The Disability Resource Office (DRO) has seen an increase in connecting students, currently serving around 2,000 students. Maggie Faulkner and Leslie Watts, access consultants with DRO, have noted that most of these students continue to benefit from virtual meeting options used during past virtual semesters.
“That has been a definite silver lining,” Faulkner said. “I mean, think about a student that travels by wheelchair. … That student would have come to the office, so in a lot of ways, this has really helped with access for our students. Overall, our students did a great job with the transition to things like Zoom and virtual meetings.”
Faulkner said while the office has dealt with students who have a documented disability and were also dealing with COVID-19-related issues, the DRO has seen less of these cases this semester.
“Obviously, when the pandemic started, we weren't having any face-to-face meetings with students,” Watts said. “I do think that a benefit of meeting on Zoom is, I think that students have really liked the option of meeting this way. I had a student this week that hopped out of a class, she met with me on her phone and didn't have to come all the way across campus. … It actually has created maybe more access than was originally intended. We did it for safety reasons and now, most students are opting for the virtual meeting option if a meeting is needed.”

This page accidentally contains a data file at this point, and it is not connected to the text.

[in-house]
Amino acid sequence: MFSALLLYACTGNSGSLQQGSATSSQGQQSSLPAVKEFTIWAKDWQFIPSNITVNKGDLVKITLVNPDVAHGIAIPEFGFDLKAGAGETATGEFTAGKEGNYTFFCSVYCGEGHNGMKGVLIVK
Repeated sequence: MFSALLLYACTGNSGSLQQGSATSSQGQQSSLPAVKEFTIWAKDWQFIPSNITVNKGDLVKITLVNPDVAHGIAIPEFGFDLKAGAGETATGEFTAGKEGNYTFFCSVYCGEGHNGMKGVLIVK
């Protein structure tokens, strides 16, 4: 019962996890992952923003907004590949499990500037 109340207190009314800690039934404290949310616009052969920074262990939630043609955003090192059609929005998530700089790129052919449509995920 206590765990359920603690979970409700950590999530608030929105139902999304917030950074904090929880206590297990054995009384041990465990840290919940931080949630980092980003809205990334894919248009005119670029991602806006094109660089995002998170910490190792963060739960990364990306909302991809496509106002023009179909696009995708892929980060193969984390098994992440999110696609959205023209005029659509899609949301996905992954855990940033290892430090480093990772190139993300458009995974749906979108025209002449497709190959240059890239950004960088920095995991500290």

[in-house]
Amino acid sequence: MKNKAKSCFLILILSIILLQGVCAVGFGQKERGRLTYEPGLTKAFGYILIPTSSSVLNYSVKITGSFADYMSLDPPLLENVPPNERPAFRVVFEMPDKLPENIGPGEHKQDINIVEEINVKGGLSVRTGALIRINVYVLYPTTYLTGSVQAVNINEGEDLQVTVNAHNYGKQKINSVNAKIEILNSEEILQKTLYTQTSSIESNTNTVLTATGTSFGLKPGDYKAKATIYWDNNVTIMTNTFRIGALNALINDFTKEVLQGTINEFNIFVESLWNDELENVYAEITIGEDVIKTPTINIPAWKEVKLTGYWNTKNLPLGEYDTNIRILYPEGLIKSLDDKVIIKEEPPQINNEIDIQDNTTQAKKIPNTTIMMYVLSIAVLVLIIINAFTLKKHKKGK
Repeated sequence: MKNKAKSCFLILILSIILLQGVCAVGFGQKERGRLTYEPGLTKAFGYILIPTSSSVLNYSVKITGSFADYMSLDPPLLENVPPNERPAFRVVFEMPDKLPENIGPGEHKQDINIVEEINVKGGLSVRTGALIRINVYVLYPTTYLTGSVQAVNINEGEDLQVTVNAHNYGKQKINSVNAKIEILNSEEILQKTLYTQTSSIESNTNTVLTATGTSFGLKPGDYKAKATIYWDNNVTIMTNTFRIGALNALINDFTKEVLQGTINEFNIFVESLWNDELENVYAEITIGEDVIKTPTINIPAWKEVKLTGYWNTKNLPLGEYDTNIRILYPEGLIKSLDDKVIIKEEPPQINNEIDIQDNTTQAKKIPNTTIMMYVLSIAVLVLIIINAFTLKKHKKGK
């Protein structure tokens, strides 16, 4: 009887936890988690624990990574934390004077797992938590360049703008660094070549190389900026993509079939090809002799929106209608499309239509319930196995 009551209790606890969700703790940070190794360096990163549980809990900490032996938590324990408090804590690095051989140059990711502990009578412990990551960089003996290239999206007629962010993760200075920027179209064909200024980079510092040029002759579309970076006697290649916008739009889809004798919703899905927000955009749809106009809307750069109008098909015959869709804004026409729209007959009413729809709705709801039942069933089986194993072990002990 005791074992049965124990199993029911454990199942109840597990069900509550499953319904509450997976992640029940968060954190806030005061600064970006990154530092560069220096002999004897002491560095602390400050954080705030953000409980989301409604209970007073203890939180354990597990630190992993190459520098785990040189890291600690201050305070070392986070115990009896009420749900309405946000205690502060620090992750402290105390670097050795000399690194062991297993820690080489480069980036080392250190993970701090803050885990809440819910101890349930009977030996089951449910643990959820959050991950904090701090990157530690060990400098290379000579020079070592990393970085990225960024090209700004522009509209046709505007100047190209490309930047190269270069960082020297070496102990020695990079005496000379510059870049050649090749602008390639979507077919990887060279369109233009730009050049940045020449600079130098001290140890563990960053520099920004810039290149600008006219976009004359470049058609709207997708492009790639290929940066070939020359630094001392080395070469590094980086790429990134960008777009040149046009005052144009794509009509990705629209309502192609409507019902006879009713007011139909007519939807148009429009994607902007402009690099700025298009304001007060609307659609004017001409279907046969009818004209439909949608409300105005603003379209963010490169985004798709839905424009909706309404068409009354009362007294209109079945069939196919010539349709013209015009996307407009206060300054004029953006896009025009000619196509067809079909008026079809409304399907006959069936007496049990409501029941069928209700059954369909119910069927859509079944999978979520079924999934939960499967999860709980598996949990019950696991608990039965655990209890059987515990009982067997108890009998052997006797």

On a national level, Faulkner said around 19% of undergraduate students have a documented disability.
“Every accommodation is going to be geared to those students’ functional limitations,” Watts said. “It's not that with this diagnosis, you get this accommodation. Each disability affects the student differently, and we want to know how that student is being impacted.”
Faulkner said students should reach out to the DRO before the semester begins, if possible, but that they work with students throughout the entire semester. She said finals can be an especially busy time.
“Once a student provides their documentation and they submit their online disclosure, those two pieces come together and the access consultants make a determination as far as eligibility and a determination as far as what accommodations would be helpful for that student to have access, either online access or classroom or course access,” Faulkner said.
Watts said overall, professors and instructors have been very flexible with their students in offering a variety of learning options. Faulkner and Watts also shared a resource on strategies for online learning that was published by the DRO.
“We have worked with students on accommodations, whether it was housing accommodation or an academic request, before the pandemic,” Watts said. “One benefit that we did have moving to online is [that] I've worked with students in the online environment for years. It wasn't like the shift to the pandemic created a situation that we didn't know how to handle. Even for disability related reasons before the pandemic, students would decide, ‘It's going to work better for me if I have some online classes, and then some seated courses.’ So I think that that was a pretty seamless transition for our office.”